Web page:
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Fish of the month recipe for Cuttlefish

Cuttlefish and Chorizo Stew

Cuttlefish and Chorizo Stew

Cuttlefish taste like a cross between octopus and squid: They are fuller flavored than calamari, but not nearly as rich as their rivals the octopi.


1 large Cuttlefish  

200g Chorizo

1 Red Pepper cut into 2cm dice

1 Red Pepper  “                “

1 Onion chopped

2 teaspoons Tomato Puree

3 Plum Tomatoes deseeded and chopped 

2 Cloves of Garlic chopped

1 250ml Passata  

150ml White Wine 

250ml Fish Stock 

Olive oil


½ tsp Chopped Flat Leaf Parsley 

Serves 2 to 4


Prepare the cuttlefish:

1) Cut Cuttlefish tentacles’ just below the eyes, remove the mouth from the middle of the tentacles’.

2) Remove all the guts from inside the hood and remove the bone.

3) Peel skin from outside of the hood.

4) Wash well.

5) Cut the hood in half length ways, then into strips and cut tentacles in half.


6) Sweat off Onions, Garlic and Chorizo in Olive oil until onions are soft then add Cuttlefish cook for 8 min, add white wine and cook for a further 5 min reducing the wine.

7) Now add diced peppers and Tomato puree, cook for a further 5 min.

8) Add Passata and bring to boil then simmer for another 20 to 30min or until Cuttlefish is tender.

9) If sauce is a little thick add a little fish stock and to finish add diced tomato and some chopped flat leaf parsley, season and enjoy. 

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Jose L Souto Fellow  C.G.C

Jose L Souto Fellow C.G.C

Jose is Chef Lecturer in Culinary Arts at Westminster Kingsway College, London with a specialist interest in game. 

Jose  studied at Westminster Kingsway College where he met the man that introduced him to game, Michael Hollingsworth, Chef Lecturer and Head of Culinary Arts.  After leaving the college and doing a stint abroad Jose worked as a Chef at the House of Commons for over 11 years. During his time at the Commons he also work at some of the top establishments in London while on working sabbaticals from the Commons, including the Intercontinental Park Lane, Mosimann’s, The Ritz London and the Savoy Grill.  During his time at the Commons he wrote a training manual on Game and through this he was asked to give a lecture back at the college where he started. Not long after this Jose took up a lecturing post at Westminster. Since then he has become one of the leading game chefs in the UK with an unrivalled knowledge of how to cook game, and also about its harvest and preparation.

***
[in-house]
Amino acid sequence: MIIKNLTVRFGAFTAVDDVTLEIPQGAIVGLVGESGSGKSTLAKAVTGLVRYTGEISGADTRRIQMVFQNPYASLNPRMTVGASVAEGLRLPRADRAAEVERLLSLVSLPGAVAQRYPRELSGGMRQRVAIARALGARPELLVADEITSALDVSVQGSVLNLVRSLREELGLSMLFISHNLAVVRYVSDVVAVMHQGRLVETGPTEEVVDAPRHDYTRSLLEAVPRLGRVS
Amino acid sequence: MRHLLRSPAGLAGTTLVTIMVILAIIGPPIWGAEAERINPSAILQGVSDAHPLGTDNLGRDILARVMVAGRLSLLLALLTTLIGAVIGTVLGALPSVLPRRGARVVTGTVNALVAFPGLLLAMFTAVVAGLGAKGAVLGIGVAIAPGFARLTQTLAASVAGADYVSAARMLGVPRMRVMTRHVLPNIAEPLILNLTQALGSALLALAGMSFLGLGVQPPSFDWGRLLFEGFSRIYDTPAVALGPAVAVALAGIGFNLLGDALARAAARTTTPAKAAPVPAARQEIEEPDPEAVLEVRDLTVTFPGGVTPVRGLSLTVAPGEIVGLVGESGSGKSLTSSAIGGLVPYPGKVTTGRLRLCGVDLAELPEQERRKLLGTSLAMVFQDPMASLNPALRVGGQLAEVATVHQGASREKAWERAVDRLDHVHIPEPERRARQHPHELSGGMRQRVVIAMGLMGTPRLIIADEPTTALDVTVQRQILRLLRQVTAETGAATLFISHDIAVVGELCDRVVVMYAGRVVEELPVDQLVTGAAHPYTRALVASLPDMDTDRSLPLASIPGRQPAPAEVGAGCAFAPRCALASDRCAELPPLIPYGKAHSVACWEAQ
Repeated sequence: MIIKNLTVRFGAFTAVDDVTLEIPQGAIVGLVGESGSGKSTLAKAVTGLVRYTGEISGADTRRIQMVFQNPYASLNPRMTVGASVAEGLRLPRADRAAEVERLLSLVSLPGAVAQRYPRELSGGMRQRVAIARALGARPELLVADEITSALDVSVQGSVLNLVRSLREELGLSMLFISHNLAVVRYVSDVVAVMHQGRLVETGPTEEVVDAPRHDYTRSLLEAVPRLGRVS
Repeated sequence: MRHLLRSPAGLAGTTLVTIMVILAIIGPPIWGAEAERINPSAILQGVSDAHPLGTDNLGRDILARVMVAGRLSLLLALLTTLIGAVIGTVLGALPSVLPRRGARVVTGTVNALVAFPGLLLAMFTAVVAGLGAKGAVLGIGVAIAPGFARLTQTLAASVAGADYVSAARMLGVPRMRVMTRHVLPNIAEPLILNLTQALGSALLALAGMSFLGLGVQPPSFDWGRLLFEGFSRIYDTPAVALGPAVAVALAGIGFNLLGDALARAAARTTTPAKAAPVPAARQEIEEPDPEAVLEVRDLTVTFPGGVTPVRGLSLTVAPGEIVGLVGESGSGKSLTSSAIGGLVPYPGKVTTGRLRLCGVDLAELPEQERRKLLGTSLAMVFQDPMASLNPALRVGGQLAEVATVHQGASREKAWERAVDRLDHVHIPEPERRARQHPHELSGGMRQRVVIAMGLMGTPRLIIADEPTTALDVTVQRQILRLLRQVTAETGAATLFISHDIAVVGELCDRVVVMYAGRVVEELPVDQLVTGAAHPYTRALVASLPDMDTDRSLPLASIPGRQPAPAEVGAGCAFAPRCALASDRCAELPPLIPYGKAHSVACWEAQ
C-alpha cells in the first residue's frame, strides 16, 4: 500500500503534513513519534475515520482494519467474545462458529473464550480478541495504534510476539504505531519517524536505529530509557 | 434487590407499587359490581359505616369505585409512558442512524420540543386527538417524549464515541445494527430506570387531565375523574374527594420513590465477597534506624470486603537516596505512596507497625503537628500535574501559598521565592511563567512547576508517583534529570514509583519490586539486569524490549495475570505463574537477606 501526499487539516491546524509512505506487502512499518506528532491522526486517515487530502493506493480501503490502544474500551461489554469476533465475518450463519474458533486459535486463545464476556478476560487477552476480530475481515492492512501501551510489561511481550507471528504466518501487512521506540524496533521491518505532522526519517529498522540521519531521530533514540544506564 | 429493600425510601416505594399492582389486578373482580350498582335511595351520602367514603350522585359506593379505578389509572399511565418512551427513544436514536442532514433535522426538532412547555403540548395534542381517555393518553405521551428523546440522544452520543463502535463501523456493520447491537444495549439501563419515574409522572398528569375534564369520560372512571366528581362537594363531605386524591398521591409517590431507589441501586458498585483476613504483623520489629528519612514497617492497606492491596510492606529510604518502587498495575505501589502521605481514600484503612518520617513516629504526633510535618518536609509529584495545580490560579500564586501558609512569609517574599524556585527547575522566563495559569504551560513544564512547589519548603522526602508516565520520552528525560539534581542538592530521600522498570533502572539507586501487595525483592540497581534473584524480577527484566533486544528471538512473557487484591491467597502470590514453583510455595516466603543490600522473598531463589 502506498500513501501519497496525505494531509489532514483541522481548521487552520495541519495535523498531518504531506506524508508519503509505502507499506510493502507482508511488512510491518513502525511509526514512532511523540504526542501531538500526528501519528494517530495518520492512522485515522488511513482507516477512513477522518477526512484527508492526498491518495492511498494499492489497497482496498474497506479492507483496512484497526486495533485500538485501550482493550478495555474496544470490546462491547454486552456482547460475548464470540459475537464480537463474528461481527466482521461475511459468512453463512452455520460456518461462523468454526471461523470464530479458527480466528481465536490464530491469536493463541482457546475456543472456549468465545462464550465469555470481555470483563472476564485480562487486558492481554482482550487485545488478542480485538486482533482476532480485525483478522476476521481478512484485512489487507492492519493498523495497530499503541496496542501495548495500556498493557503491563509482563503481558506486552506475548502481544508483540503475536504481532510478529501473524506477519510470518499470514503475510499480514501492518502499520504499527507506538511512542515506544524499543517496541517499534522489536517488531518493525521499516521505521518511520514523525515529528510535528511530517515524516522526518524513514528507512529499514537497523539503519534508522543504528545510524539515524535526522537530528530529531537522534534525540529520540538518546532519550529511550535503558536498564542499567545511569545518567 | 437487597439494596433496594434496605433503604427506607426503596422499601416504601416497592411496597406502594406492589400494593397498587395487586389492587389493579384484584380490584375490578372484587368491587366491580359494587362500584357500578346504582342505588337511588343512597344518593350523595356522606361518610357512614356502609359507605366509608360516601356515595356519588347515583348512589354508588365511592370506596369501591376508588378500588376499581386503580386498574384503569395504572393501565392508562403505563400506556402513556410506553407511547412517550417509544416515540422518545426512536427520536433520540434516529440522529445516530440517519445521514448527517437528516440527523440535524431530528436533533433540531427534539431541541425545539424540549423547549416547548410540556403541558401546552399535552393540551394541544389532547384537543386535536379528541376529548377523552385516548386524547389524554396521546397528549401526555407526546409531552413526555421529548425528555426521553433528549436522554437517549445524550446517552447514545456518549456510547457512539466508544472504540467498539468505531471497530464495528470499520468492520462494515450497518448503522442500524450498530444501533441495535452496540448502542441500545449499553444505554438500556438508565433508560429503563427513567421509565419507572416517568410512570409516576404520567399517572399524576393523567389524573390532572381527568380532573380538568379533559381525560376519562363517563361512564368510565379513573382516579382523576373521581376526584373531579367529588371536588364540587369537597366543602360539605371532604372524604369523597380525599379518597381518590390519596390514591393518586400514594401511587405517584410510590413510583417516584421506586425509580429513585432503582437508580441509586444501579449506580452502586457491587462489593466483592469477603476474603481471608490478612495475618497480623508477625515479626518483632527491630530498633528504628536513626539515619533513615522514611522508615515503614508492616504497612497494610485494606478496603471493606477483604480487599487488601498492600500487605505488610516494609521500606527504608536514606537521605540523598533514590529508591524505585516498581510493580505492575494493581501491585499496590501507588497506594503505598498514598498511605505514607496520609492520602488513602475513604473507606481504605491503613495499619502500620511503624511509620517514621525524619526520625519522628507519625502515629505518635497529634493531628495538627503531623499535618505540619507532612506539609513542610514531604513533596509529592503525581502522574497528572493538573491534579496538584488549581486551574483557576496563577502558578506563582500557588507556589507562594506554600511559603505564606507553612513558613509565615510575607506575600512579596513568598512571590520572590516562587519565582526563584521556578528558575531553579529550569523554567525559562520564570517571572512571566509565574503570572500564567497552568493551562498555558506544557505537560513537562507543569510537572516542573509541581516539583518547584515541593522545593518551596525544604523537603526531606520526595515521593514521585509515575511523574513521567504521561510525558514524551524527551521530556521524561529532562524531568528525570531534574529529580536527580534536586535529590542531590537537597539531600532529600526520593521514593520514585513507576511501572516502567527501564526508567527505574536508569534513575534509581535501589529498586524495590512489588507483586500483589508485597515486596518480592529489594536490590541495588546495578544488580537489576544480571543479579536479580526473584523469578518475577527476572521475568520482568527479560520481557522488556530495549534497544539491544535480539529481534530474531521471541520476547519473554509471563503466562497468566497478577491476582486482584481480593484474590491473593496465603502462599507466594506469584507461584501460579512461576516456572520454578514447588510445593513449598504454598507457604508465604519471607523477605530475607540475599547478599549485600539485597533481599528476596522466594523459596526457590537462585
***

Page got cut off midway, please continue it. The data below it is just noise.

Jose’s other love is the story of food, and he can be often heard telling his students: “All food has a story to tell and we should know that story so that not only as chefs but as customers of supermarkets and shops, we can better understand our food, its providence and how truly special it is.”

Jose is a Master member of the Craft Guild of Chefs and writes articles for its magazine, The Stockpot. Jose takes Craft Guild Chefs out on visits to experience and see how certain foods are grown, harvested and to give them an understanding on what makes these foods special. 

Jose is a keen countryman living in Cambridgeshire with his wife Charlotte and their son Luis. 

My connection with seafood

I helped Seafish put together its 2014 Seafood Guide for chefs, retailers and caterers on fish and shellfish found in UK waters and I work with Fish2Fork. 

Seafood is an important element of the curriculum for those looking for a career in catering and hospitaity.


The sustainability of seafood is an issue that students, chefs and front of house staff “have to be interested in” and that the earlier they learn about it the better. The more knowledge they have the easier it will be to speak to people. A lot of organisations want to be sustainable they just need accessible information.

I have changed the fish-buying policy at Westminster Kingsway. For all bulk purchases the college now has a rule that the species ordered must be rated 1, 2 or 3 on the Marine Conservation Society’s classification system. Species rated 1 or 2 are considered to be ‘fish to eat’ while those rated ‘3’ are species the MCS believes can be eaten ‘occasionally’.

I have broadened the range of fish species that the students order. To counter over-reliance on a few species a purchasing policy was introduced in which student would place orders for flat fish or round fish that allowed the suppliers to provide a mix of species dependent on availability, seasonality and sustainable levels of fishing. Students then get to see less usual species. for example if  witch sole turns up we can explain to the students what it is and what to do with it, encouraging flexibility and a love of variety.


Why sustainability is important to me

Once started on the subject of sustainability it can be difficult to get me to stop! 

It is an enthusiasm I want to pass on to my students.

Sustainability is now part of the course at Westminster Kingsway and, like the lessons in how to make a ham or how to smoke a salmon, is considered to be one of the essential elements of making good chefs and good front of house staff.

By the time they leave Westminster Kingsway College’s School of Hospitality in London, I am determined that students will understand not just the importance of sustainability but how it can be achieved. logo

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